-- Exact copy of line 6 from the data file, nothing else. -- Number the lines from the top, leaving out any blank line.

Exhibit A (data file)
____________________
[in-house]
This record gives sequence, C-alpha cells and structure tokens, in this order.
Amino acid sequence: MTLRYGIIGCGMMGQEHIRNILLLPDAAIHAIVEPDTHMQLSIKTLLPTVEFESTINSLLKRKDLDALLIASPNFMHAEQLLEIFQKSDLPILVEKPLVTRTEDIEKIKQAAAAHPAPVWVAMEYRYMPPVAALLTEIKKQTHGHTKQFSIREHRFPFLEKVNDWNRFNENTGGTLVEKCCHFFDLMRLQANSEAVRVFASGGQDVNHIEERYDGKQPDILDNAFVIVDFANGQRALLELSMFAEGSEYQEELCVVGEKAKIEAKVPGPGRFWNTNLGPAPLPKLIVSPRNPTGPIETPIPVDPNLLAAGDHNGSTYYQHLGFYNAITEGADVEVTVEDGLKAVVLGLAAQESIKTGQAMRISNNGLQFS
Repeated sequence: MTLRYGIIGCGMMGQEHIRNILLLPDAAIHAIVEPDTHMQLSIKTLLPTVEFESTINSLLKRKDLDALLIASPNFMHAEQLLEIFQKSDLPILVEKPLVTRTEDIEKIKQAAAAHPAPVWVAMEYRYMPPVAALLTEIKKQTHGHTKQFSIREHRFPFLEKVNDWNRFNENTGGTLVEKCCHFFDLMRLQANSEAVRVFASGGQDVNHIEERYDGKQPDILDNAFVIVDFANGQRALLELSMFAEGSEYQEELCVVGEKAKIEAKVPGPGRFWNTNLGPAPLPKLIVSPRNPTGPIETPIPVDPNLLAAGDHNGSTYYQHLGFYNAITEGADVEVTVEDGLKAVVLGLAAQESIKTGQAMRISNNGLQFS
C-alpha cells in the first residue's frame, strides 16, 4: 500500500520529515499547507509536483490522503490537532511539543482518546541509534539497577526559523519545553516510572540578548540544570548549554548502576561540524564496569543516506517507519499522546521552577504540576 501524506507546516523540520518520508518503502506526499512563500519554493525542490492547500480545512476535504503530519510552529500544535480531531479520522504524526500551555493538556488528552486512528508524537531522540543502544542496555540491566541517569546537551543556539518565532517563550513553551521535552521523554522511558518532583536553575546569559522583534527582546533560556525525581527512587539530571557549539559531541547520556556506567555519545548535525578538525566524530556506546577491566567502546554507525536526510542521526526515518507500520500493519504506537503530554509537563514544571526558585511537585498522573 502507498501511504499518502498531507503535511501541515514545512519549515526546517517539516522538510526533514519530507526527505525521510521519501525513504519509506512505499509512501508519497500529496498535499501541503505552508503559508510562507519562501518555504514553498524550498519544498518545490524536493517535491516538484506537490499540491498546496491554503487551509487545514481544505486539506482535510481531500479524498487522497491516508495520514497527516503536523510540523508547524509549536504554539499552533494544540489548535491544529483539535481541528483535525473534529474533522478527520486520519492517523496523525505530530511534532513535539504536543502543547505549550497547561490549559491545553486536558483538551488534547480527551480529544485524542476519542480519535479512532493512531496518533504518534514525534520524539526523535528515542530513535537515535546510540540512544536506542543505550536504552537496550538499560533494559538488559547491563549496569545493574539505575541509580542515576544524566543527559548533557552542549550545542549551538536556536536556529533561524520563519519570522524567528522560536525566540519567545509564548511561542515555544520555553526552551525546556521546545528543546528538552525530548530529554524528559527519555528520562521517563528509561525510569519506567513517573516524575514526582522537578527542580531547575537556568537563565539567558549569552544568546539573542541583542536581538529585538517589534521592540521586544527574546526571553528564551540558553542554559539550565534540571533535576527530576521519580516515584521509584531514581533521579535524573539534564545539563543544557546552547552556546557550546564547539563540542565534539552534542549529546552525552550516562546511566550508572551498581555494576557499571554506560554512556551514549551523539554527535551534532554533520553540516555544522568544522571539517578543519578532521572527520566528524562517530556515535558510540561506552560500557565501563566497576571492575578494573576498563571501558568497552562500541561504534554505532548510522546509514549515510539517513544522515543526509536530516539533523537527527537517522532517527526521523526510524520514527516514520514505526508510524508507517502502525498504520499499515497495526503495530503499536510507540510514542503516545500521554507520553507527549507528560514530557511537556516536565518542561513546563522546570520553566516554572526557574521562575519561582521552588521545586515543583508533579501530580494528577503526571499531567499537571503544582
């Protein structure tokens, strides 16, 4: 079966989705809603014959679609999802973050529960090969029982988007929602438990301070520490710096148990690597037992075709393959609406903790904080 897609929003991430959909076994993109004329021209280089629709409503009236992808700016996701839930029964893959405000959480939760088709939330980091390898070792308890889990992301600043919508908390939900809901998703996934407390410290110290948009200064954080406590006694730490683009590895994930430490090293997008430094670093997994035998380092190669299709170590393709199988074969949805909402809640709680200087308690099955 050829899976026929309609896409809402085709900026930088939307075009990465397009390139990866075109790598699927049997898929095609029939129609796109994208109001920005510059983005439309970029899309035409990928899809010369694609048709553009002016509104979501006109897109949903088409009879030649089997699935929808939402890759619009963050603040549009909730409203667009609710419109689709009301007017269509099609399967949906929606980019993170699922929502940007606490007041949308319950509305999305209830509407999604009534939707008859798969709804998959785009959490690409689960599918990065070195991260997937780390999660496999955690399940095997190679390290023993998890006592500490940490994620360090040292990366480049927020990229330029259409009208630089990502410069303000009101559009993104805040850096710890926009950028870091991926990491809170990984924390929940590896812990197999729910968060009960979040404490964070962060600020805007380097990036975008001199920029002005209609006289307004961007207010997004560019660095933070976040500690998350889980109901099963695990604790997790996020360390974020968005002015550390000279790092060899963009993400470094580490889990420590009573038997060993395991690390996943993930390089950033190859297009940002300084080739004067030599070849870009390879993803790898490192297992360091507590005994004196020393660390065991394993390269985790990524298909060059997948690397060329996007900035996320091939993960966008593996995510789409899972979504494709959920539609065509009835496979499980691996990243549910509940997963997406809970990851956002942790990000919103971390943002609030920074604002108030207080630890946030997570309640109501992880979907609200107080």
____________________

């Protein structure tokens, strides 16, 4: 079966989705809603014959679609999802973050529960090969029982988007929602438990301070520490710096148990690597037992075709393959609406903790904080 897609929003991430959909076994993109004329021209280089629709409503009236992808700016996701839930029964893959405000959480939760088709939330980091390898070792308890889990992301600043919508908390939900809901998703996934407390410290110290948009200064954080406590006694730490683009590895994930430490090293997008430094670093997994035998380092190669299709170590393709199988074969949805909402809640709680200087308690099955 050829899976026929309609896409809402085709900026930088939307075009990465397009390139990866075109790598699927049997898929095609029939129609796109994208109001920005510059983005439309970029899309035409990928899809010369694609048709553009002016509104979501006109897109949903088409009879030649089997699935929808939402890759619009963050603040549009909730409203667009609710419109689709009301007017269509099609399967949906929606980019993170699922929502940007606490007041949308319950509305999305209830509407999604009534939707008859798969709804998959785009959490690409689960599918990065070195991260997937780390999660496999955690399940095997190679390290023993998890006592500490940490994620360090040292990366480049927020990229330029259409009208630089990502410069303000009101559009993104805040850096710890926009950028870091991926990491809170990984924390929940590896812990197999729910968060009960979040404490964070962060600020805007380097990036975008001199920029002005209609006289307004961007207010997004560019660095933070976040500690998350889980109901099963695990604790997790996020360390974020968005002015550390000279790092060899963009993400470094580490889990420590009573038997060993395991690390996943993930390089950033190859297009940002300084080739004067030599070849870009390879993803790898490192297992360091507590005994004196020393660390065991394993390269985790990524298909060059997948690397060329996007900035996320091939993960966008593996995510789409899972979504494709959920539609065509009835496979499980691996990243549910509940997963997406809970990851956002942790990000919103971390943002609030920074604002108030207080630890946030997570309640109501992880979907609200107080």